Photo: (c) MatthiasKabel via Creative Commons Attribution-Share Alike license.

What you don’t know about construction law can hurt your engineering firm (law note)

truckbridgeWelcome to a new year!  By now, you’ve eaten the last of the Christmas cookies, opened all of your presents, and rung in 2019.  Back to business, right?  The new year is always a good time to remind your employees, and yourself, that there are no shortcuts on the success train.

Sure, you can sometimes skate by for awhile, but karma has a way of catching up with you.

One thing to keep in mind is that if you practice in multiple states: be sure you are well aware of the rules and regulations concerning your license in each state.   Each state does things a little differently, and what may be perfectly acceptable in one state may not be in another state.

For example, I had an out of state professional design firm that was unaware of the supervision requirements of non-professional staff that is required under North Carolina law.  Another client had some North Carolina references on its website without an appropriate disclaimer as to who was, and who was not, licensed in North Carolina.  In both of those cases, I was able to help the professional firms get out from under the violations with minimal damage, but it cost time, money, and aggravation.

Do violations always get discovered?  Not always, but- like speeding– a violation is a violation is a violation, and at some point, your number may be up.

Save yourself the headache, bite the bullet, and make sure you retain competent professionals in *each* state that you are licensed in make sure that you are playing by that state’s rules before you work in that state.  (Obviously, if you have North Carolina questions, I’d love to work with you!)

You’ll thank me later.

Your turn.  Have you ever been surprised to learn about a state’s specific requirements after you’ve already violated those requirements?  Anonymous confessions encouraged– let’s learn from each other!  (or, drop me an email!)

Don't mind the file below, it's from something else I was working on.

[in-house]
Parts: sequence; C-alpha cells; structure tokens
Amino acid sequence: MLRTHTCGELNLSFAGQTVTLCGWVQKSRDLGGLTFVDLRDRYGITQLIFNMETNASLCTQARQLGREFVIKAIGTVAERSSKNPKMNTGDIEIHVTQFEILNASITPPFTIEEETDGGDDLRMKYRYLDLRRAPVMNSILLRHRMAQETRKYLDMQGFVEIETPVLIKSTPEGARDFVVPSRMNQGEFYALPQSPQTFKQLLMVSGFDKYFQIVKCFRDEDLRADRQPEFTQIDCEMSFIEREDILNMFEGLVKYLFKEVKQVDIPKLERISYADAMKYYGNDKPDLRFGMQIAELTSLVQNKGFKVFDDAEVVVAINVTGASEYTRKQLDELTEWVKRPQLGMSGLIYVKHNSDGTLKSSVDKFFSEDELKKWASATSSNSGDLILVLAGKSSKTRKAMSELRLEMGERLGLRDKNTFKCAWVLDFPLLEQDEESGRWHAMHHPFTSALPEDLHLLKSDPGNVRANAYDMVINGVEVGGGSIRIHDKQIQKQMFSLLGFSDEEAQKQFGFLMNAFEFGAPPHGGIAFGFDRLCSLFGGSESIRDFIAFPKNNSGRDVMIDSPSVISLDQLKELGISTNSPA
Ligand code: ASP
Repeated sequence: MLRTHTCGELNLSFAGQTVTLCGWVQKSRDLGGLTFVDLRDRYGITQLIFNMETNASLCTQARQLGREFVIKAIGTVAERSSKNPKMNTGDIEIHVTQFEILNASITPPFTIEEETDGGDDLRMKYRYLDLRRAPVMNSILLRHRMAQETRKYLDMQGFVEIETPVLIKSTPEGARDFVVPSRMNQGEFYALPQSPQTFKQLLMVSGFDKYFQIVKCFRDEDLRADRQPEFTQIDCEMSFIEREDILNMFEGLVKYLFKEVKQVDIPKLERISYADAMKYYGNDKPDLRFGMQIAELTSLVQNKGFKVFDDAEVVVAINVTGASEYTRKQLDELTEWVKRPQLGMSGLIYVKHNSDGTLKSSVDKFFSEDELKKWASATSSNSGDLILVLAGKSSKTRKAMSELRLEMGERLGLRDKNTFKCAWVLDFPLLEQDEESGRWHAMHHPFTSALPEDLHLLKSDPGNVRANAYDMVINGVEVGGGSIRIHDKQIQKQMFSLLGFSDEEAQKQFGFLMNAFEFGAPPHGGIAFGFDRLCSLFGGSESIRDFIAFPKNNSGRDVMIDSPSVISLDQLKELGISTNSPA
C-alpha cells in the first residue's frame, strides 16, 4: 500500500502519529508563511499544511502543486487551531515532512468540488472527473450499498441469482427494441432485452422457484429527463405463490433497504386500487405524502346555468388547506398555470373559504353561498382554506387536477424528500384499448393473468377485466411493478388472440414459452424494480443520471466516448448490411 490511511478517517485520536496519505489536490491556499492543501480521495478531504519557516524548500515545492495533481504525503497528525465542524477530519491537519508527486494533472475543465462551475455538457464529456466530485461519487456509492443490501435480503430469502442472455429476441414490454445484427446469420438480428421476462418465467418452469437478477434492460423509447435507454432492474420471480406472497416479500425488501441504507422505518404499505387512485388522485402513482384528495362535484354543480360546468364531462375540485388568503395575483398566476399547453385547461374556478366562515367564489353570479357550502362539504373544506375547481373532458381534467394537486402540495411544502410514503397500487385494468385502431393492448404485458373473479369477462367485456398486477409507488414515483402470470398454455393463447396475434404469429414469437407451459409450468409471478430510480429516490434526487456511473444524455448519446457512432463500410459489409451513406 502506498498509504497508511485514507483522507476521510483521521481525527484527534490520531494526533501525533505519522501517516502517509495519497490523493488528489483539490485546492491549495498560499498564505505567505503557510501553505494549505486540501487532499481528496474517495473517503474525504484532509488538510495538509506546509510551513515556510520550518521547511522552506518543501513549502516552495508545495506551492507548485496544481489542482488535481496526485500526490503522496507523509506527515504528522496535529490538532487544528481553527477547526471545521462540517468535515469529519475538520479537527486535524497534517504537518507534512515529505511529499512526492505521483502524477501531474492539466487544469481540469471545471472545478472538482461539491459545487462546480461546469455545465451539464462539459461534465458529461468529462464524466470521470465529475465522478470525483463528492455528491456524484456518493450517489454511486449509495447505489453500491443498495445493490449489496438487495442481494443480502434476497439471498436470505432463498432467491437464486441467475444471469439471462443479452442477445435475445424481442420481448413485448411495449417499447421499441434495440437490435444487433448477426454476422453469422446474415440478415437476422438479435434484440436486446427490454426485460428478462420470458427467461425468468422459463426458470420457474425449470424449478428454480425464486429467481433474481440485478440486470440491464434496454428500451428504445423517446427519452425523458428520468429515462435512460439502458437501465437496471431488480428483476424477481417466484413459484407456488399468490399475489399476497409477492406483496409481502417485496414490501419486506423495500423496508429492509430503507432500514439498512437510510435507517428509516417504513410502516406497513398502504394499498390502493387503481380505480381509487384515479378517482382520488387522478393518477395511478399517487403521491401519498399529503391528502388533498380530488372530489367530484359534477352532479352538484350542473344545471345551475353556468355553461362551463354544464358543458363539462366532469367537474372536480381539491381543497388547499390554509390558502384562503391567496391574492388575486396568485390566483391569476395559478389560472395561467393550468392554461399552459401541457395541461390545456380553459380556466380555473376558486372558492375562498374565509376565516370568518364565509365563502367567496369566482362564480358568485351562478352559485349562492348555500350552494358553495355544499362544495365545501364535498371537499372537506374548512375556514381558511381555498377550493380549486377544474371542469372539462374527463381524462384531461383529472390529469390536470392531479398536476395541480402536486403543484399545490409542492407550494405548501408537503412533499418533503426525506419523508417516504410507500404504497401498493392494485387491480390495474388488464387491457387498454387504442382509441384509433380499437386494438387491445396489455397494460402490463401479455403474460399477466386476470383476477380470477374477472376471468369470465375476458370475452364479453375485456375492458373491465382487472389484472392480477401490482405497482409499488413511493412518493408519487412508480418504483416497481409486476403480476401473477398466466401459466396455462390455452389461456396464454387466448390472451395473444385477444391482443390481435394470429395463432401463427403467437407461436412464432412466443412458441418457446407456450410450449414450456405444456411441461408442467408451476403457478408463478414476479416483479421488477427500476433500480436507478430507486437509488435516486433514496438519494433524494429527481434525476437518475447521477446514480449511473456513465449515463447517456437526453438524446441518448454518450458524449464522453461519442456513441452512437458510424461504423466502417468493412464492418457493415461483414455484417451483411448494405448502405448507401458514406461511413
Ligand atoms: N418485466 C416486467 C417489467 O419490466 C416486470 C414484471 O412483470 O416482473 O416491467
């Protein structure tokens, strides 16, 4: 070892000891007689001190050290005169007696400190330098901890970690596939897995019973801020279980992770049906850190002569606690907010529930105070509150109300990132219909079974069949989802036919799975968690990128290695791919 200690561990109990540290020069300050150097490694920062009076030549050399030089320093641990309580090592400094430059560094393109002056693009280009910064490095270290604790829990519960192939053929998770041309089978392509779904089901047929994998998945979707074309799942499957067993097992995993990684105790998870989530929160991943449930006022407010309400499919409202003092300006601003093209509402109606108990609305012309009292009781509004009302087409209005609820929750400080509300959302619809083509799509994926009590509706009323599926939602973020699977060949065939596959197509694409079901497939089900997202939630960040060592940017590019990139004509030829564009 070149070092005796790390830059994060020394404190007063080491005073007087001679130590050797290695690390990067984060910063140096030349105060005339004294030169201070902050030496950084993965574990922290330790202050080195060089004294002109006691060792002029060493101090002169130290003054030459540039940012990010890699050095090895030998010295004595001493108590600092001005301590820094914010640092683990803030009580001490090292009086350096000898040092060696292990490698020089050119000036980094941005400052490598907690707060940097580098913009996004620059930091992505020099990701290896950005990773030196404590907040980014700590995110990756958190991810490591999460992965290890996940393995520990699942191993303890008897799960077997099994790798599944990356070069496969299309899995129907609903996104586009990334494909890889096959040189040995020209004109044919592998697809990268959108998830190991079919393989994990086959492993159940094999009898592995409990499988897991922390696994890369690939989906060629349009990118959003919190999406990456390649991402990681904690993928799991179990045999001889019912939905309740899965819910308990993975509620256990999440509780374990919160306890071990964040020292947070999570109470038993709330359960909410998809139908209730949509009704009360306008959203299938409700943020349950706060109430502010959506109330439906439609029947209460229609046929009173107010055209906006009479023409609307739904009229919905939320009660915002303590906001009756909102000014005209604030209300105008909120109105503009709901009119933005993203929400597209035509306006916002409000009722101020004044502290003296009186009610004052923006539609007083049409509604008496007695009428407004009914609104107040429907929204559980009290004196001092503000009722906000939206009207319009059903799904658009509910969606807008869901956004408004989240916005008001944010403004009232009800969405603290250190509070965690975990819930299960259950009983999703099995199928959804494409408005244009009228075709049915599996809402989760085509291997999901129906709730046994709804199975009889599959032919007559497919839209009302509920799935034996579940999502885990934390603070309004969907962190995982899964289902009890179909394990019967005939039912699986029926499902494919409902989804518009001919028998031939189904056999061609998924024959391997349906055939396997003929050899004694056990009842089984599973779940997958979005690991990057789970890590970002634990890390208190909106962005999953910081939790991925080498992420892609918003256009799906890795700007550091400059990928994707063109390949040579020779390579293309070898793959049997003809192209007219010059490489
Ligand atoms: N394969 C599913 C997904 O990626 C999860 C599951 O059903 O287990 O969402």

How your disgruntled client can turn into your very own car crash! (and how to avoid it) (law tips)

Over the summer, I was involved in a car crash.  It was *not* my fault– heck, I wasn’t even driving but riding shotgun.  But it wasn’t my husband’s fault either.  A guy pulling out of a parking lot was watching the traffic coming up the road, but failed to see our car sitting in the same intersection waiting to turn into the same parking lot.  He ran right into us.  Here was the damage:

car damage

 

It may not look like much, but the panels were so damaged it cost almost $9k in damages, over a month of car rental fees, and a LOT of aggravation on our part.  The guy who hit us was very nice, apologized, and was concerned if we were injured.  His insurance company ultimately paid for all of the damage.  However– it wasn’t he who suddenly got a new part time job– that was me.  I had to spend lots of time with police, insurance representatives, auto body mechanics, rental car places, you name it.  If you’ve ever been in an accident, you know the headache involved.  In fact, I have had 2 other accidents over the years (again, neither of which were my fault– I think I’m just a beacon for bad drivers?).  One of those accidents was a 4 car accident– a driver hit my car, pushing it into the car ahead, which went into the car ahead of that.  In that accident, my car was actually totaled.  Fun times!

How is this relevant to your life as an architect or engineer?  If you stay in the game (that is, the design field) long enough, chances are, you will, at some point, end up dealing with disgruntled clients.  One of those clients may even file a lawsuit against you.  Or, for that matter, you may end up getting sued by another party involved in your construction projects– one that you don’t even have a contract with.